Panduit Corp. v Stahlin Bros. Fibre Works, Inc.
575 F.2d 1152 (6th Cir. 1978)
Panduit had a patent on an
electrical control system doo-dad. They sued Stahlin for infringement for marketing two very similar doo-dads.
The Trial Court found for
The Trial Court appointed a
Special Master to determine Panduit's damages pursuant to 35. U.S.C.
The Special Master determined
the damages to be about $45k. Panduit appealed.
The Special Master figured
that Stahlin made about 4% profit on their doo-dads, and so Stahlin would
it would fair to both sides to assume that Stahlin would have paid about
2.5% of their revenue to Panduit to license the patent. (and kept 1.5%
That's known as a reasonable
Panduit argued that they had
lost $808k of profit due to lost sales, plus $4M in lost profits from
it's own sales due to Stahlin's price cut.
The Appellate Court reversed
The Appellate Court found
that §284 requires that the
patent owner receive from the infringer "damages adequate to
compensate for the infringement."
The Court found that when
deciding damages based on a determination of the actual profits on sales
the patentee would have made absent the infringement (aka lost profits
due to lost sales), the patentee must prove:
Demand for the patented
Absence of acceptable
Manufacturing capability to
exploit the demand, and
The amount of profit the
patentee would have made
(Sometimes these factors
are known as the DAMP Test)
The Court found that Panduit
failed to show how much profit (if any) they would have made from these
lost sales. Therefore, they could not recover based on actual lost
The Court found that when
actual damages in the form of lost profits cannot be proven, the patentee
is entitled to a reasonable royalty.
Reasonable royalty basically asks the question, "if the
infringer had licensed the patent from the patentee, what would they
have theoretically paid?"
It's a lot like a
retroactive compulsory license.
The Court found the method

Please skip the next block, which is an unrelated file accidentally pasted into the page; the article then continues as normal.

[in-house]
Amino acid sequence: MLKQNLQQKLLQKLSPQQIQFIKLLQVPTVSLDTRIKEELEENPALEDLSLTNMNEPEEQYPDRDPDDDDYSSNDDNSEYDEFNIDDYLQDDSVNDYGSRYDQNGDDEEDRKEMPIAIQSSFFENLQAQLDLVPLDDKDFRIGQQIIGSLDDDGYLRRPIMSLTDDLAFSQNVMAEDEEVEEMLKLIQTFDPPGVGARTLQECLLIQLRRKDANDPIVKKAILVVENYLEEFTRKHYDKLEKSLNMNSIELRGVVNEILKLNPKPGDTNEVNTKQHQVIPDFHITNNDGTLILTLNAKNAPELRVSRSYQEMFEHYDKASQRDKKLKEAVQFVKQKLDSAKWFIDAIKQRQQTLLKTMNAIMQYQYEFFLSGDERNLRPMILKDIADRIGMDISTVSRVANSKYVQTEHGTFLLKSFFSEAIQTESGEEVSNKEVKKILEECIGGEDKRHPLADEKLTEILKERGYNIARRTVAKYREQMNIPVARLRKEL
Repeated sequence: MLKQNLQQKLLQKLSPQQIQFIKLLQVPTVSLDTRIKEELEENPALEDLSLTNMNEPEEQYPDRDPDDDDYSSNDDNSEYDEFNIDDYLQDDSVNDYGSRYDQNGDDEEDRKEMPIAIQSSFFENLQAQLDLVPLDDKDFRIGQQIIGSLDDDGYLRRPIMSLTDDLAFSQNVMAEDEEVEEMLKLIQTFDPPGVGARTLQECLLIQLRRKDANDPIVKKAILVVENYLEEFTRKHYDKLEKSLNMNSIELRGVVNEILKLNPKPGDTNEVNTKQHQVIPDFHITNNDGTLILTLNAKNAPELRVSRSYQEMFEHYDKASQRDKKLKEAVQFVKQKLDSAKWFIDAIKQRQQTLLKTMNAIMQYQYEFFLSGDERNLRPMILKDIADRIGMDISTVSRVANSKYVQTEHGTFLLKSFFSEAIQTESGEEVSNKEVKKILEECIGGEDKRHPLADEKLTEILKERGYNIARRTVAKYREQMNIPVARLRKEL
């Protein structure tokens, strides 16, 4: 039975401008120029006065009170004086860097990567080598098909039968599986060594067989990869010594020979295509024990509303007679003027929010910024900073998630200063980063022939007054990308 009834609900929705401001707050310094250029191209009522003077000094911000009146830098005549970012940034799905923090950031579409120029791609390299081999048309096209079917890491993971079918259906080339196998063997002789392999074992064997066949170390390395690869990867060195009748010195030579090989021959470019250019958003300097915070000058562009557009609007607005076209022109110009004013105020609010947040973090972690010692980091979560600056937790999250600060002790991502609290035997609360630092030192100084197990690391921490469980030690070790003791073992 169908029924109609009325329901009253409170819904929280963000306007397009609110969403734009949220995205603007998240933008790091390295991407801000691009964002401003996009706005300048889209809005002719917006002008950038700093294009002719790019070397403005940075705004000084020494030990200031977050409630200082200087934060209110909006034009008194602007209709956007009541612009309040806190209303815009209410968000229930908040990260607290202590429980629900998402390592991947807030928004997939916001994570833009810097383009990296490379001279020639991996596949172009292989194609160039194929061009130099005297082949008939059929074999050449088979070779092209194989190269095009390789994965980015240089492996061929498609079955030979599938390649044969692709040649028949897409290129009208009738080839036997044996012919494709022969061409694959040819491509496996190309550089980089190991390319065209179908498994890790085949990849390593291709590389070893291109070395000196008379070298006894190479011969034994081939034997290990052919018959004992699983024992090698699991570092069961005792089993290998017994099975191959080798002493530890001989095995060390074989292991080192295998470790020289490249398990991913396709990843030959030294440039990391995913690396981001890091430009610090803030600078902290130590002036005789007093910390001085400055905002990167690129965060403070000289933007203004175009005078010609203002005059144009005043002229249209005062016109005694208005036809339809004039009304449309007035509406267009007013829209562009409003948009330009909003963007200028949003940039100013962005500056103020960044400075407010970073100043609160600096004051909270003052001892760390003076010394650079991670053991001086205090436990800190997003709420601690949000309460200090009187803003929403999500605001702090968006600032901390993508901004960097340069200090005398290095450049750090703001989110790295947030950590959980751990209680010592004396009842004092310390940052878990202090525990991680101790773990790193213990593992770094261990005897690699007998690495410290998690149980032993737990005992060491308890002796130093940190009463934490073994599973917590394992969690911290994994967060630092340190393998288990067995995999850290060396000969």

the Special Master used to calculate the 2.5% reasonable royalty, was wrong. So they remanded to try again.
The Court found that
instead of just coming up with a generic 2.5% based on what would have
been profitable for Stahlin, the Special Master should consider:
The lack of non-infringing
substitutes that Stahlin could license instead.
Panduit's policy of not
licensing their patents
The future business
Panduit would lose when licensing their patent to a competitor.
The fact that the doo-dad
that infringed Panduit's patent was used in a larger doo-dad, so you
couldn't just consider the value of the infringing product, you had to
consider the value of the overall doo-dad that Stahlin was selling.
There are a lot of other
factors that courts can use. See Georgia-Pacific Corp. v. United
States Plywood Corp. (318 F.Supp.
The Court was concerned that
if the reasonable royalty was the
same amount as what someone would license the patent for anyway, then
what is the point of trying to get a license? You might as well just
infringe and figure if you win in court you get off scot-free, and if you
lose it doesn't cost more than what you would have paid for the license
So basically, when damages are
awarded, the first way you calculate them is to determine how much profit
the patentee has lost (which is not the same as the amount of profit the
knock-off made!). If you can't figure that out for some reason, then you
try to figure out how much the patentee would have licensed the patent for
and charge the infringer that amount.